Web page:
If you're reading this newsletter, you're connected in some way to the Internet—which means that you're vulnerable to various system attacks and compromises. Unless you work for the government, the military, or an incredibly security-conscious organization, you probably don't maintain an "air gap" (i.e., a total disconnection) between your computer and the outside world. If you're connected, you're vulnerable.

To limit your vulnerability, install and configure a firewall. If you have DSL or another high-speed Internet connection, your Internet router can act as a firewall. Routers typically support port blocking, which lets you limit access to specific ports. Nearly all routers available today support address-by-address blocking. However, if you maintain multiple internal machines, this solution can become cumbersome. Free firewall products include Zone Labs' ZoneAlarm, which is free for personal use, and Windows XP's Internet Connection Firewall (ICF), which Microsoft built into the OS.

Installing a firewall is an important first step toward securing your system, but you must take other steps as well. Watch your firewall logs to monitor malicious activity. Any traffic that you permit (e.g., through port 80, if you host a Web page) can contain malicious code. Several common vulnerabilities let remote intruders run code on a Microsoft IIS server and other Web servers. Locking down the services that you allow traffic to is equally important, because the ports you open to that traffic are visible to Internet port scanners—and as such, are targets.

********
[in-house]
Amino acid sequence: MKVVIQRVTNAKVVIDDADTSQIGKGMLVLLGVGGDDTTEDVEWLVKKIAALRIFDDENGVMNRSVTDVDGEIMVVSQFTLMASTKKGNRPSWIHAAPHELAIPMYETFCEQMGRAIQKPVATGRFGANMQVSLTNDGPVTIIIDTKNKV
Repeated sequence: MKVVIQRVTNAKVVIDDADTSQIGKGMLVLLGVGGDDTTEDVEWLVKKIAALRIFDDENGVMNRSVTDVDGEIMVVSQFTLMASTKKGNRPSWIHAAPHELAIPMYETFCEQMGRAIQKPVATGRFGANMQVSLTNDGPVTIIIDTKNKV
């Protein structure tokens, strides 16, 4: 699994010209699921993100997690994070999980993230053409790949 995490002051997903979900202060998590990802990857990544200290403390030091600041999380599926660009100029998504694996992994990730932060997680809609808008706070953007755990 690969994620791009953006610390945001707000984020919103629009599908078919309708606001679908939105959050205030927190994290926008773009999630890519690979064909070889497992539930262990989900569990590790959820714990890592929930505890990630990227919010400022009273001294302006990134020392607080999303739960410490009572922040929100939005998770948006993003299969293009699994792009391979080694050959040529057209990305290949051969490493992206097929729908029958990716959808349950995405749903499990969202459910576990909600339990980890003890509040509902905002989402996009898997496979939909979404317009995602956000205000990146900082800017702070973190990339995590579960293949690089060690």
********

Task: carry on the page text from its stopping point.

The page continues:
Any software is a potential source of malicious code. For example, product downloads might include spyware, which is software that sends information back to the vendor. Other programs might use your resources and bandwidth—often without your knowledge. Still others contain back doors that grant remote access to your system with full administrator privileges.

Another way to limit your vulnerability is to use strong password protection. (I assume that you use a Windows client; security for Linux and other OSs are beyond the scope of this column.) Establish passwords that are easy to remember but hard for others to guess. Your passwords should include letters, numbers, and special symbols. Change your passwords regularly so that your system becomes a moving target. Changing passwords frequently limits the time intruders have to try to break a password and reduces the time during which intruders have access to your system if they do manage to crack a password.

Another defensive strategy is to physically protect your system. If intruders can gain physical access to a machine, they can launch a slew of additional attacks.

Do you have suggestions or comments about securing your system? Email me at gsmith@certtutor.net, and I might feature your comments in a future column!